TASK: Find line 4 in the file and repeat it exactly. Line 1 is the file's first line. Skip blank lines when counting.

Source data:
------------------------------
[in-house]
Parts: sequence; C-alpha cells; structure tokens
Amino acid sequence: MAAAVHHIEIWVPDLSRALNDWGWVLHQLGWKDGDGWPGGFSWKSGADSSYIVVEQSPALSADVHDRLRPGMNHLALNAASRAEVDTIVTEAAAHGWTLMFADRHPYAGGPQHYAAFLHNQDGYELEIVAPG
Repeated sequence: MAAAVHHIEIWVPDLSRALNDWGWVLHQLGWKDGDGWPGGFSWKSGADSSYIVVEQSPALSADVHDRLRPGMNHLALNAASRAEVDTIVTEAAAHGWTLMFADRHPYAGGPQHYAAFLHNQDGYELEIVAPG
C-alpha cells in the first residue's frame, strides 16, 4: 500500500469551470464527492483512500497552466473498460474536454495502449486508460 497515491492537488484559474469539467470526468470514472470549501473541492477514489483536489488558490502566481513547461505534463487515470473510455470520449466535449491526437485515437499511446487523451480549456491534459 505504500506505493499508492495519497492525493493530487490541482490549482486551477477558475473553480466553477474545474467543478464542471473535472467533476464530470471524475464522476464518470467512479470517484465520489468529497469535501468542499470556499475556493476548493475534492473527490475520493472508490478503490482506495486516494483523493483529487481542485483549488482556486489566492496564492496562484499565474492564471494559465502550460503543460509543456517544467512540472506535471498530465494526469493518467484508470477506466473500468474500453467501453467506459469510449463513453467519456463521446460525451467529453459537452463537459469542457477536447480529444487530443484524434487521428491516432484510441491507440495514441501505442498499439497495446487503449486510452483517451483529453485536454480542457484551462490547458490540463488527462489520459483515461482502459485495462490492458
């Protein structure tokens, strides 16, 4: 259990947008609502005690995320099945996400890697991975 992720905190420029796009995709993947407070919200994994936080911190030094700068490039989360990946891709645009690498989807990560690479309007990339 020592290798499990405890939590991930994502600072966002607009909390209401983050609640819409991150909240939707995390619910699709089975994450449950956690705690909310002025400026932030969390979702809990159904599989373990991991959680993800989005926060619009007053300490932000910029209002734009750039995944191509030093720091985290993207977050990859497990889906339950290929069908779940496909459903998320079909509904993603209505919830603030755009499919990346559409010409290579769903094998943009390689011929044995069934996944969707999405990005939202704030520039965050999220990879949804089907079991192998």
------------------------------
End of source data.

Repeated sequence: MAAAVHHIEIWVPDLSRALNDWGWVLHQLGWKDGDGWPGGFSWKSGADSSYIVVEQSPALSADVHDRLRPGMNHLALNAASRAEVDTIVTEAAAHGWTLMFADRHPYAGGPQHYAAFLHNQDGYELEIVAPG